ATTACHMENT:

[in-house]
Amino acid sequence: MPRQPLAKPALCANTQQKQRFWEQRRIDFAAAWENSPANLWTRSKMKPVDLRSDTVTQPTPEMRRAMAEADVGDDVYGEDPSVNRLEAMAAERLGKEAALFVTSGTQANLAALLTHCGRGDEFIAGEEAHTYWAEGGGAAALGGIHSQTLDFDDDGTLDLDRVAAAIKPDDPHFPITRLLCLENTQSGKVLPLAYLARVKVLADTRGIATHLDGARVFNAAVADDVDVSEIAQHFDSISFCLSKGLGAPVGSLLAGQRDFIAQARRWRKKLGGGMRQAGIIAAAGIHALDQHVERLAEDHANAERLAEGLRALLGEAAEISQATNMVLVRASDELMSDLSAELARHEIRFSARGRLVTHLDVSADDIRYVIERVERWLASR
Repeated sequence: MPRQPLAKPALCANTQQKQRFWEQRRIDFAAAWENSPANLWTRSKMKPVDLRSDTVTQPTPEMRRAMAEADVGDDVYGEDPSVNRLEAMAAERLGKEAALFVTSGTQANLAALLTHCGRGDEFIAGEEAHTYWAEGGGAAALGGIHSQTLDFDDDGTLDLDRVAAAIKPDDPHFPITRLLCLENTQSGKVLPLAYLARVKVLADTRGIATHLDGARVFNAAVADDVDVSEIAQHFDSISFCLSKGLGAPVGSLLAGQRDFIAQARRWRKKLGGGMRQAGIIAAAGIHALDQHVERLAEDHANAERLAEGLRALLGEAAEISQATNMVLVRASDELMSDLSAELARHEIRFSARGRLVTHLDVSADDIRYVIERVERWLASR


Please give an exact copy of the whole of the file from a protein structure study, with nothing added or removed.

[in-house]
Amino acid sequence: MPRQPLAKPALCANTQQKQRFWEQRRIDFAAAWENSPANLWTRSKMKPVDLRSDTVTQPTPEMRRAMAEADVGDDVYGEDPSVNRLEAMAAERLGKEAALFVTSGTQANLAALLTHCGRGDEFIAGEEAHTYWAEGGGAAALGGIHSQTLDFDDDGTLDLDRVAAAIKPDDPHFPITRLLCLENTQSGKVLPLAYLARVKVLADTRGIATHLDGARVFNAAVADDVDVSEIAQHFDSISFCLSKGLGAPVGSLLAGQRDFIAQARRWRKKLGGGMRQAGIIAAAGIHALDQHVERLAEDHANAERLAEGLRALLGEAAEISQATNMVLVRASDELMSDLSAELARHEIRFSARGRLVTHLDVSADDIRYVIERVERWLASR
Repeated sequence: MPRQPLAKPALCANTQQKQRFWEQRRIDFAAAWENSPANLWTRSKMKPVDLRSDTVTQPTPEMRRAMAEADVGDDVYGEDPSVNRLEAMAAERLGKEAALFVTSGTQANLAALLTHCGRGDEFIAGEEAHTYWAEGGGAAALGGIHSQTLDFDDDGTLDLDRVAAAIKPDDPHFPITRLLCLENTQSGKVLPLAYLARVKVLADTRGIATHLDGARVFNAAVADDVDVSEIAQHFDSISFCLSKGLGAPVGSLLAGQRDFIAQARRWRKKLGGGMRQAGIIAAAGIHALDQHVERLAEDHANAERLAEGLRALLGEAAEISQATNMVLVRASDELMSDLSAELARHEIRFSARGRLVTHLDVSADDIRYVIERVERWLASR